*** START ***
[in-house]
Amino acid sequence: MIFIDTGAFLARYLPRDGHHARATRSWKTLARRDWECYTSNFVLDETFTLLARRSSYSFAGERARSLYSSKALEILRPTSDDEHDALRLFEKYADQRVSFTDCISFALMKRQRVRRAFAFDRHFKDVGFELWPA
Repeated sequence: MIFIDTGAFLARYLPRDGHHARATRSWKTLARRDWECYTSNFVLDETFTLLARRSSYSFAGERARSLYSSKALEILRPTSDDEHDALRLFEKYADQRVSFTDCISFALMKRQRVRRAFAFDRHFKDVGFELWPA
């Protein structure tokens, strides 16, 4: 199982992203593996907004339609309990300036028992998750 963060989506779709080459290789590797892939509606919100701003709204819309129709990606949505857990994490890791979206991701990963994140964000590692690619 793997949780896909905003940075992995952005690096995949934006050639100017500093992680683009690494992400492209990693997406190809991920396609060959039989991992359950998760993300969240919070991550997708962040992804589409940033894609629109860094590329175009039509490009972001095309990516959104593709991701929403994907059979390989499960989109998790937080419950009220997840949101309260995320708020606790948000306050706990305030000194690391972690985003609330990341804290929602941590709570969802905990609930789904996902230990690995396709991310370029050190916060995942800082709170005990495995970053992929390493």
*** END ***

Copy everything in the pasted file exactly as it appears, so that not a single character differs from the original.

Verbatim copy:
[in-house]
Amino acid sequence: MIFIDTGAFLARYLPRDGHHARATRSWKTLARRDWECYTSNFVLDETFTLLARRSSYSFAGERARSLYSSKALEILRPTSDDEHDALRLFEKYADQRVSFTDCISFALMKRQRVRRAFAFDRHFKDVGFELWPA
Repeated sequence: MIFIDTGAFLARYLPRDGHHARATRSWKTLARRDWECYTSNFVLDETFTLLARRSSYSFAGERARSLYSSKALEILRPTSDDEHDALRLFEKYADQRVSFTDCISFALMKRQRVRRAFAFDRHFKDVGFELWPA
């Protein structure tokens, strides 16, 4: 199982992203593996907004339609309990300036028992998750 963060989506779709080459290789590797892939509606919100701003709204819309129709990606949505857990994490890791979206991701990963994140964000590692690619 793997949780896909905003940075992995952005690096995949934006050639100017500093992680683009690494992400492209990693997406190809991920396609060959039989991992359950998760993300969240919070991550997708962040992804589409940033894609629109860094590329175009039509490009972001095309990516959104593709991701929403994907059979390989499960989109998790937080419950009220997840949101309260995320708020606790948000306050706990305030000194690391972690985003609330990341804290929602941590709570969802905990609930789904996902230990690995396709991310370029050190916060995942800082709170005990495995970053992929390493």